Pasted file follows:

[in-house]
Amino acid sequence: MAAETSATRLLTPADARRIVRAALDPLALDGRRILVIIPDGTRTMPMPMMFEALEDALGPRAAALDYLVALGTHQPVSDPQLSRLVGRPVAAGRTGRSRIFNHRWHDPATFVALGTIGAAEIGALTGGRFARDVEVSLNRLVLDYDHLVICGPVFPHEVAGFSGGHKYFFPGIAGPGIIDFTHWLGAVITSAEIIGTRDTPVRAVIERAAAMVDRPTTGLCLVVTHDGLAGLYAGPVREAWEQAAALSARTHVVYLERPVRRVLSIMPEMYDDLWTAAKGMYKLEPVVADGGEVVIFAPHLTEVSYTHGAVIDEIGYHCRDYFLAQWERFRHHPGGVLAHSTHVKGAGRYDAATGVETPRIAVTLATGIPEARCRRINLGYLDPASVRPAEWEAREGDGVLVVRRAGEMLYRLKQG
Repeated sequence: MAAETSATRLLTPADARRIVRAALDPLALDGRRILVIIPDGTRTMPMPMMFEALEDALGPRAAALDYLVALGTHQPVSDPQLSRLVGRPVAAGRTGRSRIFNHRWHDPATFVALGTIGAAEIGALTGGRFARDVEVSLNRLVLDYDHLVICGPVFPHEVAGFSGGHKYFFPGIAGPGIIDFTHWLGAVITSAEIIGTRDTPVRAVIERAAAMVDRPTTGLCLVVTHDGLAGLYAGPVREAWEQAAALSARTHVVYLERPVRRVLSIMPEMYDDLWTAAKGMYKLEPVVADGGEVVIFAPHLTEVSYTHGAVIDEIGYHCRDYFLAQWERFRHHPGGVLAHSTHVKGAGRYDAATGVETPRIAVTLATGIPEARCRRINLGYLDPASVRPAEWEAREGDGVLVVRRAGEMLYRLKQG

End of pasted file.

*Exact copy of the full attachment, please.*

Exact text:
[in-house]
Amino acid sequence: MAAETSATRLLTPADARRIVRAALDPLALDGRRILVIIPDGTRTMPMPMMFEALEDALGPRAAALDYLVALGTHQPVSDPQLSRLVGRPVAAGRTGRSRIFNHRWHDPATFVALGTIGAAEIGALTGGRFARDVEVSLNRLVLDYDHLVICGPVFPHEVAGFSGGHKYFFPGIAGPGIIDFTHWLGAVITSAEIIGTRDTPVRAVIERAAAMVDRPTTGLCLVVTHDGLAGLYAGPVREAWEQAAALSARTHVVYLERPVRRVLSIMPEMYDDLWTAAKGMYKLEPVVADGGEVVIFAPHLTEVSYTHGAVIDEIGYHCRDYFLAQWERFRHHPGGVLAHSTHVKGAGRYDAATGVETPRIAVTLATGIPEARCRRINLGYLDPASVRPAEWEAREGDGVLVVRRAGEMLYRLKQG
Repeated sequence: MAAETSATRLLTPADARRIVRAALDPLALDGRRILVIIPDGTRTMPMPMMFEALEDALGPRAAALDYLVALGTHQPVSDPQLSRLVGRPVAAGRTGRSRIFNHRWHDPATFVALGTIGAAEIGALTGGRFARDVEVSLNRLVLDYDHLVICGPVFPHEVAGFSGGHKYFFPGIAGPGIIDFTHWLGAVITSAEIIGTRDTPVRAVIERAAAMVDRPTTGLCLVVTHDGLAGLYAGPVREAWEQAAALSARTHVVYLERPVRRVLSIMPEMYDDLWTAAKGMYKLEPVVADGGEVVIFAPHLTEVSYTHGAVIDEIGYHCRDYFLAQWERFRHHPGGVLAHSTHVKGAGRYDAATGVETPRIAVTLATGIPEARCRRINLGYLDPASVRPAEWEAREGDGVLVVRRAGEMLYRLKQG